For me, photography, or any other creative art form for that matter, is first and foremost a language of the transcendent; it represents a way for gifted "seers" - otherwise known as "artists" - to remind the rest of us that none of us are merely creatures of the flesh.


Anonymous said...

I just came across your blog. I'm linking you up. Thanks. You're inspiring. :)

mike c said...

Just wanted to say thanks for all the kind words you left on my blog!

Also, I love the abstract black and whites! It's one of my favorite subjects that my eye hasn't learned to see in the moment yet. Great work! I think I'll add a link as well :-)

Anonymous said...

Really beautiful images. Your RSS is in my reader for sure. A little over-anlysis in this post. The images are beautiful and speak for themselves without the words. Maybe the success of all photography (& all art and visual media), is that it can be understood by those who don't see the physical and the spiritual as being all that separate.

Andy Ilachinski said...


Thanks for the kind words about the images...but the point of my post was really to convey a point of view with a short essay; the images were included only as (hopefully somewhat related) compliments to the central theme. Thanks for looking (and reading! ;-)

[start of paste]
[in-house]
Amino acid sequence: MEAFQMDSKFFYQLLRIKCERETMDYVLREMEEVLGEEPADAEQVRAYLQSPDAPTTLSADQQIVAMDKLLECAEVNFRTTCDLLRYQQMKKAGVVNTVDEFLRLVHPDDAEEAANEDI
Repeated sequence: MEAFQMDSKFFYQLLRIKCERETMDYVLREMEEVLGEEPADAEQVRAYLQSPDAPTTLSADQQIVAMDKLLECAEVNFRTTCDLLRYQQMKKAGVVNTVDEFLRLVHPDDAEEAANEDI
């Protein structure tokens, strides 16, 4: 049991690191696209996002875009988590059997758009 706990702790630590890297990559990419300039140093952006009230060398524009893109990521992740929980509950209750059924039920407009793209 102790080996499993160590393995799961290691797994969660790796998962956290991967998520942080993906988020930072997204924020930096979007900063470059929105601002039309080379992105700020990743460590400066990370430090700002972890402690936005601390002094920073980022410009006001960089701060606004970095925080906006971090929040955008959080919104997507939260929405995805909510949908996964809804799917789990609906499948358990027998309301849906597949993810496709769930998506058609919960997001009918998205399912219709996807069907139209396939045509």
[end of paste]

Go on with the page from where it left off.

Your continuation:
Unknown said...

WOW - Great Blog!!!!

PEace ~ John

Anonymous said...

once i was walking around san francisco at night, taking photographs.

there was a building under construction, covered in fabric (so debris wouldn't go flying into the street and kill bicyclists), and there were lights inside - probably lights for people working inside. the shadows that the lights cast against the fabric made for some interesting patterns.

i stopped to take a photo, of course.

a girl stopped, looked for a second to see what i was photographing, then said, "oh, wow. that's gorgeous, i wouldn't have noticed."

obviously it's a fond memory.

here's the photo:


-kar- said...

I believe photography is very spiritual. Each photo produced, is a reflection of self. The title of each photo that I gave to it, or theme in mind before I press the shutter is about my emotion, my own level of awareness and realisations. There are time when I have "ahaaa..." moment.


trace said...

Andy, well said as usual! I believe that what passes for the current "trend" in photography is of momentary significance (if that). The spiritual is/was/always will be infused in the medium.
As to "critics", well, that's just someone with an opinion, and the easiest job in the world is that of a critic.

I also believe if we want a change or movement towards something, establishment be damned! Let US make the work and the support system to encourage the greater meaning of photography. You are doing that with this blog and your work. John Paul Caponigro is doing it. Brooks Jensen is doing it. Many others as well.
You should hear Graham Nash and Marc Holbert (of Nash Editions) talk about the early days of trying to legitimize fine art inkjet printing to galleries and museums. Not to mention from other photographers who even literally spit on them (well, Mac anyway) for what they were doing.

Kandinsky is right (wonderful book BTW). Interesting his book was written just before the outbreak of WW I.

Maciej said...

Thanks for a brilliant blog post. I wish the spiritual aspect of photography would be more acknowledged. It is an important aspect of my own landscape photography, but I also recognise it in photos taken by others.